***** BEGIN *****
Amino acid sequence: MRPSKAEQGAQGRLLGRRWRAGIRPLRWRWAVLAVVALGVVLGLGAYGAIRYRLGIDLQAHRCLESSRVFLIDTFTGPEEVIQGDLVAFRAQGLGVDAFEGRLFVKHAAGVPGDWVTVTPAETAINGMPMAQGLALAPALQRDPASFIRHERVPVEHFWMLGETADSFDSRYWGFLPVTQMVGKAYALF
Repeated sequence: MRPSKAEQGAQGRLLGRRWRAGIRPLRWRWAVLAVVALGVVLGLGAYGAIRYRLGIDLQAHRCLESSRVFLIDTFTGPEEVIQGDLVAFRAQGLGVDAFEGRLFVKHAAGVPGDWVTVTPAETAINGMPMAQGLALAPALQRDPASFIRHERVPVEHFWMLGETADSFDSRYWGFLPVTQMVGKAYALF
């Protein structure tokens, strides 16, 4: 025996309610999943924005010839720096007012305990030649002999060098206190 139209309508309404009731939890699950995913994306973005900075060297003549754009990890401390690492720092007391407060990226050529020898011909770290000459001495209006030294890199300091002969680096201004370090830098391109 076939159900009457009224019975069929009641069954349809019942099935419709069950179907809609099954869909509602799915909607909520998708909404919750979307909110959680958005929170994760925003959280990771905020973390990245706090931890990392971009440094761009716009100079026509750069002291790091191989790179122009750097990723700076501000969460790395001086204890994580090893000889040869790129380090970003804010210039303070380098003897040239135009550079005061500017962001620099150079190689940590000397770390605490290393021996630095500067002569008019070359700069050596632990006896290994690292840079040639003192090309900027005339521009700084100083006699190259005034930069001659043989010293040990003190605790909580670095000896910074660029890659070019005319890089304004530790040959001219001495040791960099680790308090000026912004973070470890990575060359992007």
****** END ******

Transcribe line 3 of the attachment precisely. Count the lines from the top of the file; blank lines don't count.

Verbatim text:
């Protein structure tokens, strides 16, 4: 025996309610999943924005010839720096007012305990030649002999060098206190 139209309508309404009731939890699950995913994306973005900075060297003549754009990890401390690492720092007391407060990226050529020898011909770290000459001495209006030294890199300091002969680096201004370090830098391109 076939159900009457009224019975069929009641069954349809019942099935419709069950179907809609099954869909509602799915909607909520998708909404919750979307909110959680958005929170994760925003959280990771905020973390990245706090931890990392971009440094761009716009100079026509750069002291790091191989790179122009750097990723700076501000969460790395001086204890994580090893000889040869790129380090970003804010210039303070380098003897040239135009550079005061500017962001620099150079190689940590000397770390605490290393021996630095500067002569008019070359700069050596632990006896290994690292840079040639003192090309900027005339521009700084100083006699190259005034930069001659043989010293040990003190605790909580670095000896910074660029890659070019005319890089304004530790040959001219001495040791960099680790308090000026912004973070470890990575060359992007």